MA Students 2018-2020

One-Year MA (2019/20)

Anja Božič | Slovenia
Title of MA thesis: Praising Saint Jerome or Praising Eloquence: Pier Paolo Vergerio's Sermones pro Sancto Hieronymo and His Letters

Supervisors: Marcell Sebők, György Endre Szőnyi

Eylül Cetinbas | Turkey
Title of MA thesis: A Bride of Christ and an Intercessor of Muhammad: Comparative Saints' Cults of St. Catherine of Alexandria and Rabi'a of Basra in the Middle Ages

Supervisors: Gábor Klaniczay, Günhan Börekçi

Eylül received her BA in English Language and Literature from Hacettepe University in 2016 and went on to complete her first MA at Bilkent University in 2019 where she examined the cult of St. Catherine of Alexandria in late medieval Scotland. At CEU, she will broaden this topic by studying cross-cultural and interreligious exchanges, and the manifestations of saints’ cults between the Christian and Muslim communities. Her comparative case study on female saints will focus on the Christian St. Catherine of Alexandria and the Muslim Rabia of Basra. Eylül’s research interests lie in the cults of saints, religion in late medieval Scotland, comparative religion and theology, interreligious dialogue, mysticism, historical theology, and Quranic exegesis (tafsir). 

Mónika Gácsi | Hungary
Titlte of MA thesis: Looking at the Past through Medieval Glass

Supervisors: József Laszlovszky, Alice Choyke

Mónika Gácsi has received her BA and MA in Archeology at the Eötvös Loránd University. Her main interest is medieval glass, as well as glass workshops in Hungary and in Central Europe. Her BA thesis focused on medieval and early modern glass findings from two excavations in Szécsény, and her MA thesis was a comprehensive catalogue of medieval and early modern glass artefacts found at the castles of Regéc and Sárospatak.

Erzsébet Kovács | Hungary
Title of MA thesis: The Enjoyment of the Foreign: "Muslim" and "Italian" Recipes of Medieval and Early Modern Europe

Supervisor: Gerhard Jaritz

Katrine Mira Sand Kristensen | Denmark
Topic at CEU: Jewish Neoplatonist Texts, 850-1150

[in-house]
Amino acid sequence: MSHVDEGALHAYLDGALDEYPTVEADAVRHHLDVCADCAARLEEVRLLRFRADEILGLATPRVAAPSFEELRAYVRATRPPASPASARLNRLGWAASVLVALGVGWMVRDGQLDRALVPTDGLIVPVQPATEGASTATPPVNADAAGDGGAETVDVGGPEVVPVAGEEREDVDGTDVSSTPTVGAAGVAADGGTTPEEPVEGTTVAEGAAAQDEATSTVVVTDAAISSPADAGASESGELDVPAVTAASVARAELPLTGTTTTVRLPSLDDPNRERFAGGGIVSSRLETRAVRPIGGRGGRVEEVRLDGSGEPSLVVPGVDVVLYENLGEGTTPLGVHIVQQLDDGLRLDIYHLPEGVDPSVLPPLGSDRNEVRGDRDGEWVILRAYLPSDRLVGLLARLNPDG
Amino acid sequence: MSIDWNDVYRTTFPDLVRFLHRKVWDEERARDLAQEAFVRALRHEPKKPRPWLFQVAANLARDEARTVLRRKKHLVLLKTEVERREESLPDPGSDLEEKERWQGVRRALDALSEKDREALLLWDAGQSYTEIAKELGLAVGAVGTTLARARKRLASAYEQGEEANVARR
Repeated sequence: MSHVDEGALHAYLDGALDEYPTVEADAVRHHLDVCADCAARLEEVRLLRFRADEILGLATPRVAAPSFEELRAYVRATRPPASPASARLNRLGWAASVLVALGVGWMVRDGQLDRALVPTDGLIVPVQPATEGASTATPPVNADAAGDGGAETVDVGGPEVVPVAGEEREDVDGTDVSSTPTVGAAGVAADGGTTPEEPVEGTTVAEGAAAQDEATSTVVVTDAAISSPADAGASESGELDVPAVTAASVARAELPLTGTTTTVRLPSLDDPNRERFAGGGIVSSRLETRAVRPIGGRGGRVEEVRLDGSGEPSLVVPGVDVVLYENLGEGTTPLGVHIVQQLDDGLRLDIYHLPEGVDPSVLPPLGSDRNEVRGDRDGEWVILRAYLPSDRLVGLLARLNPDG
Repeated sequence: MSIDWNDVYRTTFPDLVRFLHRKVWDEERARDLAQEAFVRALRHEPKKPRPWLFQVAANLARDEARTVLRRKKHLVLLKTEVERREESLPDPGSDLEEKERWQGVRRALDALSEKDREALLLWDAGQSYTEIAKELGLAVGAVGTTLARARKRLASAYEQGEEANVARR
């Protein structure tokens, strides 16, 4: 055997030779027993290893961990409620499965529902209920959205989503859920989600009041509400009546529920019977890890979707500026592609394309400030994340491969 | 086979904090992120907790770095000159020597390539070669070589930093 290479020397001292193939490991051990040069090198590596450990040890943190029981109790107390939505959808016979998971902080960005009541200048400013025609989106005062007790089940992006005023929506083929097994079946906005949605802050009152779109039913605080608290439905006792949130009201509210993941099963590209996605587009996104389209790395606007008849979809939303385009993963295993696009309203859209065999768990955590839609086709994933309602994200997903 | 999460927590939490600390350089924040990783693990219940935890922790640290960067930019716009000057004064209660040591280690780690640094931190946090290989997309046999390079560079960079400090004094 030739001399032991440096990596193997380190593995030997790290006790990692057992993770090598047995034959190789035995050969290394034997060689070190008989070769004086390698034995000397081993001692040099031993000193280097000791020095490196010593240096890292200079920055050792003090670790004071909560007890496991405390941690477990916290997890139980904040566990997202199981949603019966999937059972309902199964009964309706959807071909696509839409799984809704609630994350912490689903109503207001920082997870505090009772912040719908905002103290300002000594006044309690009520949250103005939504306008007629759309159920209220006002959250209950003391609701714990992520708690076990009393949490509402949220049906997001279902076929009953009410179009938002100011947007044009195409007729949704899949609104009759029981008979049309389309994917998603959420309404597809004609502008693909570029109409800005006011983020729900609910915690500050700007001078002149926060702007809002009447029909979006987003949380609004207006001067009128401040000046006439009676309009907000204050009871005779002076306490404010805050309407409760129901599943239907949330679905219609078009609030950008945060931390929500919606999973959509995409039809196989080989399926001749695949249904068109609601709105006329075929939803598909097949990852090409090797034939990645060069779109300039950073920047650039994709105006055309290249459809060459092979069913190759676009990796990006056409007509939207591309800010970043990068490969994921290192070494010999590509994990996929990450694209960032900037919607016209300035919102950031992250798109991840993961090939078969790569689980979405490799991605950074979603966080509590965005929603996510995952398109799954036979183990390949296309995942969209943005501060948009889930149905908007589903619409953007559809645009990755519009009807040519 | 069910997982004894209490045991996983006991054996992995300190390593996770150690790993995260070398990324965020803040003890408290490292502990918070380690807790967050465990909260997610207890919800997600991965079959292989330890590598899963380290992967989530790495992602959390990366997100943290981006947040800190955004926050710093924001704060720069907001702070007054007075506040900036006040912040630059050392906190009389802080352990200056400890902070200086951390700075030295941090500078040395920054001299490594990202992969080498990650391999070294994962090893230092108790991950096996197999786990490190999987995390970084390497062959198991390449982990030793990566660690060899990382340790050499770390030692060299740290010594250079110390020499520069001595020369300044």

Supervisors: Carsten Wilke, György Geréby

Katrine obtained her BA and MA degrees in Hebrew and Middle Eastern Studies from the University of Copenhagen. While her BA thesis focused on early Hasidism, her subsequent MA investigated the concept of divine creation in the thought of the North African Jewish Neoplatonist, Isaac Israeli. Currently, her research interests include Judeo-Arabic philosophical and religious literature, medieval Neoplatonism and interreligious relations.

Merve Savas | Turkey
Title of MA thesis: Danger in the Byzantine Countryside: A Case Study of Gregory the Cellarer's The Life of Lazaros of Mt. Galesion

Supervisors: Baukje van den Berg, Volker Menze

Merve obtained her undergraduate degree in EU Studies and Sociology at Istanbul Bilgi University in 2015, and holds a master’s degree in History from Boğaziçi University. She completed her MA thesis entitled People and Politics in Eleventh-Century Constantinople, 1025-1081 in 2019. Her research interests lie primarily in the political participation of people and subversive popular practices in Byzantine history.

Gergely Szoboszlay | Hungary
Title of MA thesis: The Role of Private Towers in the Thirteenth-Century Urban Transition

Supervisors: József Laszlovszky, Katalin Szende

Petra Vručina | Croatia
Title of MA thesis: The Role of Trust in Administering the Incomes of the Zagreb Chapter (1466-1499)

Supervisors: Katalin Szende, Balázs Nagy